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ISSN: 1642-5758
Anaesthesiology Intensive Therapy
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3/2021
vol. 53
 
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abstract:
Letter to the Editor

Precaution: Oximetry central venous catheter shaft is no longer waterproof when cut

Tomohiro Yamamoto
1
,
Keiichiro Matsuda
1
,
Shuichi Shiraishi
2
,
Ehrenfried Schindler
3

1.
Division of Anaesthesiology, Niigata University Graduate School of Medical and Dental Sciences, Niigata, Japan
2.
Division of Thoracic and Cardiovascular Surgery, Niigata University Graduate School of Medical and Dental Sciences, Niigata, Japan
3.
Department of Paediatric Anaesthesiology, University Hospital Bonn, Bonn, Germany
Anaesthesiol Intensive Ther 2021; 53, 3: 271–273
Online publish date: 2020/10/29
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his letter discusses precautions regarding the waterproof structure of the oximetry central venous catheter (CVC) shaft and the risk of blood reflux and leakage that can occur when the catheter shaft is cut.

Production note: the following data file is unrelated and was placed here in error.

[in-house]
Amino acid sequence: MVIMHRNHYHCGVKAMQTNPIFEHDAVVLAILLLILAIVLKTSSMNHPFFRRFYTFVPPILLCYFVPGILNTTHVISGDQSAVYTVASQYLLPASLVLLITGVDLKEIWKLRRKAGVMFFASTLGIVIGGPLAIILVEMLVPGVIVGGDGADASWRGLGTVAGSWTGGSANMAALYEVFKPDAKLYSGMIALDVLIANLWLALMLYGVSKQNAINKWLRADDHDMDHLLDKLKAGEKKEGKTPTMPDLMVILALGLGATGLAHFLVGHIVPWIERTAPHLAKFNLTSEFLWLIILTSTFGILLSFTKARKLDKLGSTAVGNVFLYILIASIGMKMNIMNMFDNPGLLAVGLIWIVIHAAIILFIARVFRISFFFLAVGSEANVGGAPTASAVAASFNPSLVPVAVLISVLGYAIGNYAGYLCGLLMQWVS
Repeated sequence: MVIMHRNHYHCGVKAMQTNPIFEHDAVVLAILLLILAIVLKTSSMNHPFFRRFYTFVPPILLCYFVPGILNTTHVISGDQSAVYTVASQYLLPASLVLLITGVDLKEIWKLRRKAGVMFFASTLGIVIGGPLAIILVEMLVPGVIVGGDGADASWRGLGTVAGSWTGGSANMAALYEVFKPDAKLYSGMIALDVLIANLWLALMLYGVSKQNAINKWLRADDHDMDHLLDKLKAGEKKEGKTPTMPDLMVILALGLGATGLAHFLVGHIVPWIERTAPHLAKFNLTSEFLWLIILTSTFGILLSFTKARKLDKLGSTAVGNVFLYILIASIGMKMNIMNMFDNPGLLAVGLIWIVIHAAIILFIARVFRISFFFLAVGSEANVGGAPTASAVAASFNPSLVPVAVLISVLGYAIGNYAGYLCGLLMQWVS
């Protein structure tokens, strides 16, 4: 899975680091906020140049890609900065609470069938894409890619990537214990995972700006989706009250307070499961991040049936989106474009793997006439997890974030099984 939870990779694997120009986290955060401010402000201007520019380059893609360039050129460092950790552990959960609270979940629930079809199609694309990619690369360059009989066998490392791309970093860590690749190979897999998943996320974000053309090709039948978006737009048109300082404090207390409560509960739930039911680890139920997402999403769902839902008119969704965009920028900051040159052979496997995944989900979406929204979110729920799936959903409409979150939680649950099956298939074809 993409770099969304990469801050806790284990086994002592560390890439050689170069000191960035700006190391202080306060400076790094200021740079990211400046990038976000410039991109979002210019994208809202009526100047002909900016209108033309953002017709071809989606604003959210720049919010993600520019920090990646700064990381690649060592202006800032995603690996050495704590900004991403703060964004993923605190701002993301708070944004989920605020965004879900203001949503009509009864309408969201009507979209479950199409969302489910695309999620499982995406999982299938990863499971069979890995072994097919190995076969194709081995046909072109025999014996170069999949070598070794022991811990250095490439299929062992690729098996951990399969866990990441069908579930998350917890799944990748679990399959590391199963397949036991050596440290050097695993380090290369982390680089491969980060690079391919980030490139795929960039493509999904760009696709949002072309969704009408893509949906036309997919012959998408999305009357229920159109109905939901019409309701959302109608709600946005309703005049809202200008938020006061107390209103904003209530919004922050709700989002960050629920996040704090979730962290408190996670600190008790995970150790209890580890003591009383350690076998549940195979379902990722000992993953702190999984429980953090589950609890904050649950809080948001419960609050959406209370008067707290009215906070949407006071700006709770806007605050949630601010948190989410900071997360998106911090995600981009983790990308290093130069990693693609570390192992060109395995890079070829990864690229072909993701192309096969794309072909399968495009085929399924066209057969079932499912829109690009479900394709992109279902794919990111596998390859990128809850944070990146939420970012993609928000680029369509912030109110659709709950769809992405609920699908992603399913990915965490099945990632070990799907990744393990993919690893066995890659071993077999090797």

To assess oxygen supply-demand balance [1] and haemodynamics [2], the Swan-Ganz pulmonary artery catheter has been used for perioperative and postoperative management and treatment of critically ill patients for a half a century. In current clinical practice, haemodynamic parameters such as stroke volume (SV) and cardiac output (CO), as well as central venous oxygen saturation (ScvO2), can be measured continuously using a combination of FloTrac Sensor (Edwards Lifesciences Japan Ltd., Tokyo, Japan) [3], Edwards PreSep Oximetry Catheter (Edwards Lifesciences Japan Ltd., Tokyo, Japan) [4], and EV1000 Clinical Platform (Edwards Lifesciences Japan Ltd., Tokyo, Japan) or Vigileo Monitor (Edwards Lifesciences Japan Ltd., Tokyo, Japan) [5, 6]. These methods are less invasive than the Swan-Ganz pulmonary artery catheter, and the changes in the parameter values can be used as an index for perioperative management in both cardiovascular and non-cardiovascular surgeries. In addition, they can be used for the treatment of critically ill patients in the intensive care unit, enabling proactive determination of an appropriate therapy [7]. Compared to intermittent sampling and traditional vital signs alone, continuous ScvO2 monitoring is a more sensitive indicator of tissue perfusion because it reveals the true adequacy of tissue oxygenation, enabling early detection and assessment of clinical response to intervention [7, 8].
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